When winter weather makes commuting to Scriptorium’s NC office difficult, we work from home. We have set up a cloud-based infrastructure to support remote employees (hello, Bill Swallow!), and it works well for the rest of us during weather events and business travel.
Our work infrastructure reminded me that contingency plans are vital for a successful content strategy. Here are some tips for content strategy contingency plans.
Develop the basics first
For Scriptorium’s cloud-based infrastructure to work, team members need to have their laptops with them, electrical power, and Internet. Without those basics, any work based on technology won’t happen.
Your content strategy must also have a baseline from which to build. If your content is not accurate, does not address the audience correctly, and does not support overall business requirements, contingency plans should not be your priority: get the basics right, and then build your “what if…” plans.
Support all content contributors
Content consumers want helpful content served up in the format they prefer at the very time they need it. Let’s apply that logic to content creators, too. Your content development process should support all content contributors, regardless of the content creation tools they prefer.
The authoring tools that content professionals use in marcom and techcomm, for example, may not be a good fit for part-time contributors in support and product development. Can your content process support different content creation tools?
Also, some departments, such as sales, travel a lot. Systems must enable remote access if those teams are to easily contribute and review content. There are some industries that have security requirements that prevent remote access by anyone. That said, at some companies, lack of remote access is as much or more about dated tools and processes.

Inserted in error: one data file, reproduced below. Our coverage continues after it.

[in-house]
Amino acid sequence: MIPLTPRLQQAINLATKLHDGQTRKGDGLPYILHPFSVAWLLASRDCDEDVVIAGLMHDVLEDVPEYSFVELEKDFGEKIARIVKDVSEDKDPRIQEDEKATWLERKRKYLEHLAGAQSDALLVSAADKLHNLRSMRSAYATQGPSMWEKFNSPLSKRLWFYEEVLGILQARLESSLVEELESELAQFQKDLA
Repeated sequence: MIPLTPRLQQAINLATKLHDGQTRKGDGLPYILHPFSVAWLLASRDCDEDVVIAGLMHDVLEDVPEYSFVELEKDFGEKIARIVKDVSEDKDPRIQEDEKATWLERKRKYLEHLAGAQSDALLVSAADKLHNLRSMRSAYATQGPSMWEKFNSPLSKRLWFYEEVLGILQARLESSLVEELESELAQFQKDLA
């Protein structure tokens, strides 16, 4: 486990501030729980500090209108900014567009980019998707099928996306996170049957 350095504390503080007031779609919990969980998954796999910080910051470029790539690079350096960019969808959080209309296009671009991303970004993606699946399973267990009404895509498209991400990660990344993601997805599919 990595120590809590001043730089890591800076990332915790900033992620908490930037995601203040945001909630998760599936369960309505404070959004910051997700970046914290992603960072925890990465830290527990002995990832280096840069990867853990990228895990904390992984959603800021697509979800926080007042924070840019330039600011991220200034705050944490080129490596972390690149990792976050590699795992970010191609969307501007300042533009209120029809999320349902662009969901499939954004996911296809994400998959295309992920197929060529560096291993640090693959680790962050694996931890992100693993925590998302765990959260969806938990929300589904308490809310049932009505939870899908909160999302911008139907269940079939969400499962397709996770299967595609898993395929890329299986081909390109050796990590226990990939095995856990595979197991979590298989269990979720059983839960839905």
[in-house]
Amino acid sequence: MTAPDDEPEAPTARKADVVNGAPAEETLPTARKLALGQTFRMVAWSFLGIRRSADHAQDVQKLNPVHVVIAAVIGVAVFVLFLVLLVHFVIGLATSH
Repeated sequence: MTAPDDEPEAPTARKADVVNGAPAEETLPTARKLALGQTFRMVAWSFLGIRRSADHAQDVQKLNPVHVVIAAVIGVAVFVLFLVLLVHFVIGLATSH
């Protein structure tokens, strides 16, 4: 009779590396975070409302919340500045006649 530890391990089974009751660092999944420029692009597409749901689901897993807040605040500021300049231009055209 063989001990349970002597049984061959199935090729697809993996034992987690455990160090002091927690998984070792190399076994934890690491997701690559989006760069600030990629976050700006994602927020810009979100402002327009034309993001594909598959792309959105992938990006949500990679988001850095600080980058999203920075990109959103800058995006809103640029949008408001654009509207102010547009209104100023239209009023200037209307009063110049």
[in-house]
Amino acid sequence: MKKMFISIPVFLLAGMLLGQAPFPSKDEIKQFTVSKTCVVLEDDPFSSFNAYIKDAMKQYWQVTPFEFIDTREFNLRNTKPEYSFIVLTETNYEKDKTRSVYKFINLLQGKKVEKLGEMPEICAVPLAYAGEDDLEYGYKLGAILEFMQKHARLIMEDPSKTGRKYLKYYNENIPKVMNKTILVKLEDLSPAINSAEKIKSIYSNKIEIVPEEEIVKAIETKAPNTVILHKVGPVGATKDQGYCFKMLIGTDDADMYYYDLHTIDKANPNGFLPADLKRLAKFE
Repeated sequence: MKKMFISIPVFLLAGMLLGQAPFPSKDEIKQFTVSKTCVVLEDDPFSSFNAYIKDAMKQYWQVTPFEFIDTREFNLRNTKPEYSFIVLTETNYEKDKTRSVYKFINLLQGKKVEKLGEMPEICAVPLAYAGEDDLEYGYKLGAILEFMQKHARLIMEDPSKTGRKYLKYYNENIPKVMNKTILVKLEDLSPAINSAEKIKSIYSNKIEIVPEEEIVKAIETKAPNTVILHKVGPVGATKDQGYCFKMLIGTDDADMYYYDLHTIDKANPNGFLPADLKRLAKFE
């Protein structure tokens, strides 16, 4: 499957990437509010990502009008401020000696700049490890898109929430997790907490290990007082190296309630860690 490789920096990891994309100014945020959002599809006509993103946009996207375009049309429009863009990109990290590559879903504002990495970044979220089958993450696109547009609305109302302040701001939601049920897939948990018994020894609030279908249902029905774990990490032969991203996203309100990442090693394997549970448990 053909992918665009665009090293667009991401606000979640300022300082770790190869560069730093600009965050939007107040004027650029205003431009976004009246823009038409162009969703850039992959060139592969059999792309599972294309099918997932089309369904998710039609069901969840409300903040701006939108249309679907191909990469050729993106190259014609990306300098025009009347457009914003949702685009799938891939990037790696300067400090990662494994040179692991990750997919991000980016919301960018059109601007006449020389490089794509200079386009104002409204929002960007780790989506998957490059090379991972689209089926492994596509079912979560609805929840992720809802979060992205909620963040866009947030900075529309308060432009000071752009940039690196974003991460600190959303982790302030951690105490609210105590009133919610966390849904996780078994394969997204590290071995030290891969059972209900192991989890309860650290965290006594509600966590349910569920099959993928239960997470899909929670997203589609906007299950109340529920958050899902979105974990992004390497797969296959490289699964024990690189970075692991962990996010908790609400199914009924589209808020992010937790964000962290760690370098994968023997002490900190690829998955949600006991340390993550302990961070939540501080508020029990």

As content reuse becomes prevalent across departments, your content strategy must accommodate content contributions from everyone.
Anticipate future content format types
Look at how content consumption has evolved, especially over the last 20 years: print, PDF, web pages, ebooks, video, apps, chatbots. What’s going to happen next? We can make educated guesses about the next content format requirements, but no one can say for sure.
If your content strategy is based on tools that are strong in creating particular content formats, what happens when that format is no longer in demand? Can you count on your tool vendor to adapt to new formats, and to do so well?
A better plan is to create content in a vendor-neutral, extensible format: yep, XML. It is generally easier to transform XML source into a content format than to convert a proprietary tool format into something else. Yes, XML-based content workflows are a great overall contingency plan because they can better accommodate the latest content format types consumers demand.
Be ready for corporate changes
What happens if your corporate identity changes (logos, taglines, colors, and so on)? If updating corporate look-and-feel in content formats will require a lot of manual rework, you are doing it wrong. The expense of manual updates is significant, so a better plan is to adopt a content strategy that enables you to automate swapping out of corporate identity. Again, a more flexible workflow based on XML is ideal to efficiently handle rebranding changes.
If your organization has a culture of mergers and acquisitions, it is far better to invest in a content strategy that handles such changes with automation instead of bearing the cost of manual updating every time.
In summary, a flexible infrastructure for your content strategy is the key to anticipating and mitigating changes, whether they are in content format, corporate identity, or other factors. How else can organizations handle content strategy contingency plans?
And stay tuned for when hurricane preparedness becomes part of our contingency planning at Scriptorium later this year!